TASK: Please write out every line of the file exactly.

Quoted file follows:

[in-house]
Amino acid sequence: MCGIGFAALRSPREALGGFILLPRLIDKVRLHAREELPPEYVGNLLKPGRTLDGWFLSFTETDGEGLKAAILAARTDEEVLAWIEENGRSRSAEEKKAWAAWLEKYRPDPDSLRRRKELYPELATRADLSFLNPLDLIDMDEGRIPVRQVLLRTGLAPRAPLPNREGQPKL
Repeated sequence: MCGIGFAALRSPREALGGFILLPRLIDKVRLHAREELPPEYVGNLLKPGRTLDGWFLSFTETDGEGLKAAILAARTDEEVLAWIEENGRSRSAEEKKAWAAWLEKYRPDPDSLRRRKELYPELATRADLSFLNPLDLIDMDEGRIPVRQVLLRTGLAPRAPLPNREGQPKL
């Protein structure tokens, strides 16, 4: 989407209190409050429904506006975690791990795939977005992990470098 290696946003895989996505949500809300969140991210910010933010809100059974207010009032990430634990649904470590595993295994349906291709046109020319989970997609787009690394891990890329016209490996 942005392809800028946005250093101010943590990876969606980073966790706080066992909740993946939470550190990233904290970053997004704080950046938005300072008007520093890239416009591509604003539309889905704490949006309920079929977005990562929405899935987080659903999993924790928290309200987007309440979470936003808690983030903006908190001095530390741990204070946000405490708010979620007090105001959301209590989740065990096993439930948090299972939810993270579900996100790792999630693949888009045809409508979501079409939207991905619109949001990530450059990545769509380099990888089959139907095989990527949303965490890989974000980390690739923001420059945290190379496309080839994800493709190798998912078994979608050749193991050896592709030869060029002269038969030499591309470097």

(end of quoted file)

[in-house]
Amino acid sequence: MCGIGFAALRSPREALGGFILLPRLIDKVRLHAREELPPEYVGNLLKPGRTLDGWFLSFTETDGEGLKAAILAARTDEEVLAWIEENGRSRSAEEKKAWAAWLEKYRPDPDSLRRRKELYPELATRADLSFLNPLDLIDMDEGRIPVRQVLLRTGLAPRAPLPNREGQPKL
Repeated sequence: MCGIGFAALRSPREALGGFILLPRLIDKVRLHAREELPPEYVGNLLKPGRTLDGWFLSFTETDGEGLKAAILAARTDEEVLAWIEENGRSRSAEEKKAWAAWLEKYRPDPDSLRRRKELYPELATRADLSFLNPLDLIDMDEGRIPVRQVLLRTGLAPRAPLPNREGQPKL
């Protein structure tokens, strides 16, 4: 989407209190409050429904506006975690791990795939977005992990470098 290696946003895989996505949500809300969140991210910010933010809100059974207010009032990430634990649904470590595993295994349906291709046109020319989970997609787009690394891990890329016209490996 942005392809800028946005250093101010943590990876969606980073966790706080066992909740993946939470550190990233904290970053997004704080950046938005300072008007520093890239416009591509604003539309889905704490949006309920079929977005990562929405899935987080659903999993924790928290309200987007309440979470936003808690983030903006908190001095530390741990204070946000405490708010979620007090105001959301209590989740065990096993439930948090299972939810993270579900996100790792999630693949888009045809409508979501079409939207991905619109949001990530450059990545769509380099990888089959139907095989990527949303965490890989974000980390690739923001420059945290190379496309080839994800493709190798998912078994979608050749193991050896592709030869060029002269038969030499591309470097």